I have been wanting to read more about the Great Depression for many months, and now this really excellent book, which should be read by everybody interested in economics, gives a first-rate account, even though at times I find it difficult to understand the complicated measures, such as "collateralized debt obligations". Mentioning that the American GDP growth rate was 3%, the author comments that this "was considerably slower than is typical of a recovery from an economic downturn - something that especially relates to the unhealthy state of the present UK economy.
MONDAY 23 FEBRUARY
Our 47th wedding anniversary. Where, oh where, have all the years gone? At least my generation saw couples staying together, not separating and divorcing at the first hint of trouble. Thankfully, we did not need the help of marriage guidance counsellors and other quacks who, not surprisingly, seldom mange to even paper over the cracks. Once these counsellors are contacted, the marriage is over
With the combination of the arthritis in my spine and knees and this latest trouble of a torn tendon (or damaged muscle) I am in dreadful pain, hardly able to use the affected arm. With great difficulty I nevertheless managed to clear out and relay the living fire, even managing to hump in the heavy coal bucket. Damaging that tendon was really bad luck, for as I mentioned yesterday it will take months and months to heal, the healing process in old age taking so much longer. Just recently it seems like one damned trouble after another. As Shakespeare said: "One woe doth tread upon another's heel."
To town in the morning to purchase various items. Despite my poorly left arm I was able to ride the scooter, though I wished I had taken the Scorpio as there was a fierce wind blowing, certainly causing the vehicle a good deal of turbulence. From "The Times" I saw a front-page headline saying that "Tories vow to protect pensioner benefits, including the free idiot lantern licence and the winter fuel allowance, which amount to £445 for me. To lose that £37 a month would have been quite a blow, not that you can ever rely on the promises of any politician, most of them written on the wind.
There was the good news today that the profits of the Hongkong and Shanghai Bank reported a sharp fall, giving some hope for the future. As mentioned earlier, the chief of the Bank had received millions of pounds in a bonus, presumably the traditional reward for incompetence in this country. It was also reported that February saw retail sales fall back compared with a year ago - against expectations - according to a survey by the Confederation of What's Left of British Industry. We are all supposed to be better off as a result of low inflation, soon to topple into deflation, yet these figures do not suggest we are shopping more. There was also the news that "Ex-UK Foreign Secretary Sir Malcolm Rifkind suspended from parliamentary party over cash-for-access claim." Politicians: don't you just love them?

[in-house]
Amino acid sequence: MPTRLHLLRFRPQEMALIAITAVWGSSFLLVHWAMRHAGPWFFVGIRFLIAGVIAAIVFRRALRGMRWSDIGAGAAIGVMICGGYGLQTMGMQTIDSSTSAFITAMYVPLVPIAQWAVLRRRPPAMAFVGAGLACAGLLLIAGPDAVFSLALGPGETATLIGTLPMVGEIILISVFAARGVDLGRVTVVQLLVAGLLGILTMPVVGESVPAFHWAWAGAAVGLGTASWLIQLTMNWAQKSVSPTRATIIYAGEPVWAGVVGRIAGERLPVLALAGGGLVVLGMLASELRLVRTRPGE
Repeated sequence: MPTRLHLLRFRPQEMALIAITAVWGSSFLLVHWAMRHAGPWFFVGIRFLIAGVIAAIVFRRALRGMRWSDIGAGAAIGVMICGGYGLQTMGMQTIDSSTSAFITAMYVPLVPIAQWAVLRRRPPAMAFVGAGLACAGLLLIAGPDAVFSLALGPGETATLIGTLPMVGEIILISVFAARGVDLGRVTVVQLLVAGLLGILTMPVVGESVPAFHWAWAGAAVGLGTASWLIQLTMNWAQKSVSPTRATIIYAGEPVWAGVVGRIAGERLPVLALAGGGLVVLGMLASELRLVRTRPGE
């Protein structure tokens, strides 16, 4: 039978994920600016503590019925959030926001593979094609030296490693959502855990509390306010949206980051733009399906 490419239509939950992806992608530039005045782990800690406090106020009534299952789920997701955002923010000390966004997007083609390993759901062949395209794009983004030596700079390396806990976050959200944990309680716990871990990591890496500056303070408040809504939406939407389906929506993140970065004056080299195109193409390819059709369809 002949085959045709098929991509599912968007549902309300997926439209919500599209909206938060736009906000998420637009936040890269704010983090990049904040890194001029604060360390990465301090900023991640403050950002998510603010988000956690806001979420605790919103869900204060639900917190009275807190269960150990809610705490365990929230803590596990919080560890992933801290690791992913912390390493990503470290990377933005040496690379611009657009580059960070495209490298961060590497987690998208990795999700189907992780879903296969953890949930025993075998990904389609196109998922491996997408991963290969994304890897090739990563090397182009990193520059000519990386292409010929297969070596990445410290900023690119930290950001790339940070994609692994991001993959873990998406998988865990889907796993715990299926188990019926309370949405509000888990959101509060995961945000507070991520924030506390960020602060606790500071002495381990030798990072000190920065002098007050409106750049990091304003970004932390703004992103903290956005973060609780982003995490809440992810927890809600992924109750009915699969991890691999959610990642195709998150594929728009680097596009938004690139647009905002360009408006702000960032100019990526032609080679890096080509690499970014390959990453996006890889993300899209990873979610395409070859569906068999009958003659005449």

The avenue of oaks at the end of February. Still not much sign of any greenery, but the oaks are always the latest trees to come into leaf.
At 12.45 p.m. Mrs. C. and I, by way of celebrating our anniversary, went to have lunch at "The Barge", located on the Brayford Pool. Years ago there were claims made by the Lincoln City Council that the Barge would spoil the view of the Cathedral, whereas subsequently massive tall hotels were built, and as mentioned earlier there is a shameful and utterly disgusting proposal to put another "floating restaurant" on the Pool, spoiling the view from existing eating places. Oh that there was a concern for the environment in this country.
Unfortunately, it proved to be an unsuccessful visit. We duly arrived at the appointed hour of 12.45 p.m. being quickly served by a young waitress who took our order for drinks - a large white wine for me and a Rose for Mrs. Copeland. We waited ten minutes, but no drinks came, so I went up to the bar, where one of the members of staff was on the telephone, being told that the drinks were coming. We waited another eight minutes but the drinks did not arrive, so we walked out, going to the nearby Horse & Groom instead, where we had an excellent meal. Nevertheless, I felt very disappointed about the appalling service at the Barge, and on arriving home I wrote a letter expressing my annoyance, having had such excellent service in the past.
The evening was spent reading some more of "Hall of Mirrors". As mentioned earlier, it is a superb book, helping to explain why this country, this other indebted Greece, is about to go into a spiral of deflation, the economy fundamentally being in a very weak state, despite all the overblown optimism that sees economic growth being upgraded nearly every month, presumably indicating that the crash, when it arrives after the general election in May, will be even more serious than the Great recession.